Obama orders troops to US-Mexico Border
The decision comes as the heated debate over the controversial Arizona immigration law continues and US immigration reform activism also continues to rise.
During his 2008 presidential campaign, Obama had promised to both secure the borders and bring about comprehensive immigration reform, however many are wondering when that reform will come.
“While he [Obama] continues to talk about how he supports bringing about significant immigration reform policy, in fact all that he has done so far is be very very hard-nosed in terms of enforcing immigration law,” said Juan Jose Gutierrez, the president of Vamos Unidos USA, a non-profit organization that serves undocumented and document immigrants in the US.
The National Guard troops being deployed are limited in the actions they can take, leading many to argue that the move by Obama is merely a symbolic gesture, but Gutierrez disagrees.
Obama’s actions strike many as a unilateral reaction growing tensions in the country over immigration including the passage of a controversial immigration law in the southwestern state of Arizona. The move ignores a cooperative approach with Mexico on immigration reform, which was promoted during Mexican President Felipe Calderon's recent state visit to Washington.
“The United States keeps dealing with the issue of its bilateral relationship with Mexico not as partners, but as a controversial sort of relationship. I mean, the countries are together, they are economically and politically integrated, yet the United States government continues to deal with Mexico as something less than a full partner,” said Gutierrez.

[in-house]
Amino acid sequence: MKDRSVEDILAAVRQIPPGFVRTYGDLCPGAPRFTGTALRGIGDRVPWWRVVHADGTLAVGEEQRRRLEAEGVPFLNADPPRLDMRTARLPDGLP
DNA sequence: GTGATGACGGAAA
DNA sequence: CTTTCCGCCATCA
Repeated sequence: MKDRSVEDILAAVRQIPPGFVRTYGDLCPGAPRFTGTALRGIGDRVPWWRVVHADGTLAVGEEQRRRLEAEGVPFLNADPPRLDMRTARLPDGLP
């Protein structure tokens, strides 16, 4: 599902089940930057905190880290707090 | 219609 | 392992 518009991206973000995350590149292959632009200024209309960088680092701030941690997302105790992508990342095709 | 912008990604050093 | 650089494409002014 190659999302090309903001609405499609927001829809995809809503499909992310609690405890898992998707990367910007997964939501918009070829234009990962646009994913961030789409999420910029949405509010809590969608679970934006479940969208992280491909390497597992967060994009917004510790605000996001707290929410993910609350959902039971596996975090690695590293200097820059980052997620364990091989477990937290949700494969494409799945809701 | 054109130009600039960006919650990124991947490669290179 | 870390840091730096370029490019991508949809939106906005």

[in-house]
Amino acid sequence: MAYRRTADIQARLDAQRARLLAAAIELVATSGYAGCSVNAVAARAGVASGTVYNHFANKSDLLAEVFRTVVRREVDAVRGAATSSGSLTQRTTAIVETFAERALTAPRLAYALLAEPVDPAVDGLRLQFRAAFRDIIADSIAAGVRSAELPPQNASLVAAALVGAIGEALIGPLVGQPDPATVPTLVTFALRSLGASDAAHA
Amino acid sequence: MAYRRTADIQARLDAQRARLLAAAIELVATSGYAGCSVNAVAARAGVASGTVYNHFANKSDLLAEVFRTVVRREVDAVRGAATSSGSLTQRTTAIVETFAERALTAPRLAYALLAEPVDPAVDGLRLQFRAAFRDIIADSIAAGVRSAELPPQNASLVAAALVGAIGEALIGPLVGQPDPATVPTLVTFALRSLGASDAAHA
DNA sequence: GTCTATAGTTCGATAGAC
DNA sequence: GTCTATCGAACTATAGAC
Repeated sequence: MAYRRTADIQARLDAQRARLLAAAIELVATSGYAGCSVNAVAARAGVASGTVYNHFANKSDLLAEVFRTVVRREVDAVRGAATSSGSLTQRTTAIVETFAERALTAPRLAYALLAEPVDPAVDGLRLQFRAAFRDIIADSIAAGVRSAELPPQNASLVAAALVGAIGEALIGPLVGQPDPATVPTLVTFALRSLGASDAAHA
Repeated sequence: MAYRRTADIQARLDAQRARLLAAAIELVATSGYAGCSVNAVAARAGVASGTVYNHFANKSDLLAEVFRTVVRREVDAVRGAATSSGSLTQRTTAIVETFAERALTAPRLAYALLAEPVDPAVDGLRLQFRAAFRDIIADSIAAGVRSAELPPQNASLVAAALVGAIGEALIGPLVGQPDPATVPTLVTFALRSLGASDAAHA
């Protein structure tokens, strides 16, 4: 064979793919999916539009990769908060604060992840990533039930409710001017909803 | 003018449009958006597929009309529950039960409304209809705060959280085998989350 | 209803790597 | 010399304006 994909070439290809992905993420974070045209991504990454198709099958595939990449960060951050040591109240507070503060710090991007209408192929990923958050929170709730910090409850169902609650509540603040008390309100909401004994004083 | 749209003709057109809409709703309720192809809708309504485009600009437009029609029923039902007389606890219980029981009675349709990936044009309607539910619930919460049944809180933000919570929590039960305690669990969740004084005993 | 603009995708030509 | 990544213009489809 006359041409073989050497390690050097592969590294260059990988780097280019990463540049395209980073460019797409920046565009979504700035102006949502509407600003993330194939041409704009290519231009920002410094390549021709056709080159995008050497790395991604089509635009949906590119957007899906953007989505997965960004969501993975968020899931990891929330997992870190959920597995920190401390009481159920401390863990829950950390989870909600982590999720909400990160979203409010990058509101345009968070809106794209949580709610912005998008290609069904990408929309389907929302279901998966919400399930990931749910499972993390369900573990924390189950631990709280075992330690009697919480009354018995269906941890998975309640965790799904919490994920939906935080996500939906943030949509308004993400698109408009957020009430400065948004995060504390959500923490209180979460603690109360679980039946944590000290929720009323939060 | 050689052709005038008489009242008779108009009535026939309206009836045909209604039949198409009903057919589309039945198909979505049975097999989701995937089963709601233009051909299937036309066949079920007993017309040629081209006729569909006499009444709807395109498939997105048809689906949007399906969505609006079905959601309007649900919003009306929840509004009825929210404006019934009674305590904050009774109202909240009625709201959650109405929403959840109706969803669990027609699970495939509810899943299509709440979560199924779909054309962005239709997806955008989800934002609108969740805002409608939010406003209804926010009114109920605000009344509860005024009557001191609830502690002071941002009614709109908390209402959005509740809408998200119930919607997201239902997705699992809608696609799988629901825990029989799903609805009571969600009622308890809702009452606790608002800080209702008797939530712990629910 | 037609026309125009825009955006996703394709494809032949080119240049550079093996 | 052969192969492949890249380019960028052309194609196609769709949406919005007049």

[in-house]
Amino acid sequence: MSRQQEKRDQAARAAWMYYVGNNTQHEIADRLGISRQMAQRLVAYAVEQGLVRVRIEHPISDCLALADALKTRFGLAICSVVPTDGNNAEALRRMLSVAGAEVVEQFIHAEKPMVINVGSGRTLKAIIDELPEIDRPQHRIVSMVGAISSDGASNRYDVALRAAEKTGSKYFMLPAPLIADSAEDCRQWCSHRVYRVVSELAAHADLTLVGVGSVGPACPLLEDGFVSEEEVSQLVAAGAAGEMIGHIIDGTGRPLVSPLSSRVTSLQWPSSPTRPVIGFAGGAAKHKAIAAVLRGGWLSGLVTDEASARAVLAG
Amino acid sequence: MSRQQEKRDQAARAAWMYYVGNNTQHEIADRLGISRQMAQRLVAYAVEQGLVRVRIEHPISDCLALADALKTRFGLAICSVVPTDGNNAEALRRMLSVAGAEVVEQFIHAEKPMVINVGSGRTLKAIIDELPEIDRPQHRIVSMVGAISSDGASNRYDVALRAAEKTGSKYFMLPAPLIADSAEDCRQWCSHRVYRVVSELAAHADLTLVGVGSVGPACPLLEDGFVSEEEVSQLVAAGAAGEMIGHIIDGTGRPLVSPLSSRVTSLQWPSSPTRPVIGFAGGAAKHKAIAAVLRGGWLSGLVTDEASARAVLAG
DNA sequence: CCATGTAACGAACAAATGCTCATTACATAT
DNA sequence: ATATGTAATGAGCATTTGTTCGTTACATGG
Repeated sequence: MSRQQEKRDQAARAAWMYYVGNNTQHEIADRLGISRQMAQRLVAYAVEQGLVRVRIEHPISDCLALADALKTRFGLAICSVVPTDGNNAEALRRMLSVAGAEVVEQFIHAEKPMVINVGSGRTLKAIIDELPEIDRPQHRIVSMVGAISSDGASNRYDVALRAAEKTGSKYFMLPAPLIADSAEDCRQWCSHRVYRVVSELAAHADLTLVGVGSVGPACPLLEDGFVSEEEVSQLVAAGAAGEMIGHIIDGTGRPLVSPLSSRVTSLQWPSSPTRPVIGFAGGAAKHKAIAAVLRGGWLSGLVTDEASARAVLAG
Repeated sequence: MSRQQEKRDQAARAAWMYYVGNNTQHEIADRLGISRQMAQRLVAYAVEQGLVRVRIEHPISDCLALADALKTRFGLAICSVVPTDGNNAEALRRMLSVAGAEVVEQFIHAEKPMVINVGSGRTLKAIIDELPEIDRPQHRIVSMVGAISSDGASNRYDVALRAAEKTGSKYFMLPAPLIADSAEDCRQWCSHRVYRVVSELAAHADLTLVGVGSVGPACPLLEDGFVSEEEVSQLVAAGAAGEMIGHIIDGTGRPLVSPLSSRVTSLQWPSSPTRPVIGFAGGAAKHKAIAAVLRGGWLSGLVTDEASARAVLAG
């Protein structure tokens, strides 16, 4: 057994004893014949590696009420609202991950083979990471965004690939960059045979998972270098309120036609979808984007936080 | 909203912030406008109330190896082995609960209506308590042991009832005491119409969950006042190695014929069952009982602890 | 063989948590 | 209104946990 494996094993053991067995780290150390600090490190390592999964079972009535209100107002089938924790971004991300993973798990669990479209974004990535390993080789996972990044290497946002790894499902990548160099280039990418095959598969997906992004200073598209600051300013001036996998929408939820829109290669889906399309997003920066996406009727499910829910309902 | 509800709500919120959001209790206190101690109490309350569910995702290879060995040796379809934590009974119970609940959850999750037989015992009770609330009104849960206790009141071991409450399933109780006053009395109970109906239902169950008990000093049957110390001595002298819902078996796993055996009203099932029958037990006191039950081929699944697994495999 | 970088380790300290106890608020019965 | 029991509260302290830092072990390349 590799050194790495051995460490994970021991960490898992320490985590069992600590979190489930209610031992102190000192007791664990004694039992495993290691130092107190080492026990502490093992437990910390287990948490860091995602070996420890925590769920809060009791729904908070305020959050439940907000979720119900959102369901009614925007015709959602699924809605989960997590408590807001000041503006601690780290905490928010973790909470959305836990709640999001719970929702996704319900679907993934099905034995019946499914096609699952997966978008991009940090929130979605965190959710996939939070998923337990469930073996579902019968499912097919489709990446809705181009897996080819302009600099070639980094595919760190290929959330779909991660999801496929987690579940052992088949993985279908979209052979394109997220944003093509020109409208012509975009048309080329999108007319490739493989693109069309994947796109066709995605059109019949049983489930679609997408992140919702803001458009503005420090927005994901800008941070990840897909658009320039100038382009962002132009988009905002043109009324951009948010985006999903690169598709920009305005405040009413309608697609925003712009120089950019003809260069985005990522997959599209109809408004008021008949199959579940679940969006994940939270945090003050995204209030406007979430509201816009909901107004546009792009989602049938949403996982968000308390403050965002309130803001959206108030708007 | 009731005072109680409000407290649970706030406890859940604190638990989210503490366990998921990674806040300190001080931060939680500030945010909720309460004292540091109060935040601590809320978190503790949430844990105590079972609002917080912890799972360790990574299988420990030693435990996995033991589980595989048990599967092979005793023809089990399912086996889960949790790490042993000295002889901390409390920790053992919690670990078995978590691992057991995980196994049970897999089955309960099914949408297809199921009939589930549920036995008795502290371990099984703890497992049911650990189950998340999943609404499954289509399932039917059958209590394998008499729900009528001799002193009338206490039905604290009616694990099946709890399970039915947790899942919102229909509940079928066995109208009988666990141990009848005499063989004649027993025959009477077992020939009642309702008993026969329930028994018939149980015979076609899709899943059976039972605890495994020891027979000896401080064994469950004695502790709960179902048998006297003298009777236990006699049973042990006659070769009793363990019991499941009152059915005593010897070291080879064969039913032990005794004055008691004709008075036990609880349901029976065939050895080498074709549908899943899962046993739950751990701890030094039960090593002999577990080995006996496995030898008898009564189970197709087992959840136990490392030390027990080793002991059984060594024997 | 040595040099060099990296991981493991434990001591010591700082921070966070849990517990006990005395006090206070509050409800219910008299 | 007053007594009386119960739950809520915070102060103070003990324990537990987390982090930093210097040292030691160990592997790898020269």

The White House has said the increase in troop numbers is part of a larger mission with Mexico to tackle drug violence and crime along the border. Gutierrez hopes this is the case, however he is concerned that proper attention is not being given to the millions of immigrants and families who are summering.
“Nobody seems to think that’s a serious enough situation that it needs urgent attention by the Congress of the United States and the executive of this country, President Barack Obama” said Gutierrez.
It is evident there are criminal problems along the border admits Gutierrez, but tackling those issues requires a cooperative approach with Mexico that does not send the wrong message to the Mexican people.
Past increases in National Guard troops at the border have caused the region to become more dangerous, forcing illegal immigrants to cross the border over harsher terrain, ending in a greater number of deaths.
According to Gutierrez, immigration reform requires a comprehensive approach that moves away racism and away from an enforcement only mentality.
“The best way to fix this system is by all partners working together and realizing that in a global economy and in a globalized world where people are being displaced from their countries of origin and they need to go where they can find a job, where they can deal with their poverty in dire circumstance and that means in the case of Mexico and the United States many Mexican people coming to the US and following historical patterns. This problem is not going to be resolved; it is going to be made worse. The president needs to deal with this situation urgently and effectively. Sending troops to the border is the wrong approach,” said Gutierrez.
Gutierrez says the fight is about protecting the rights of everyone, the same rights protected in the US by the Bill of Rights and the US Constitution that guarantee fair treatment for everyone.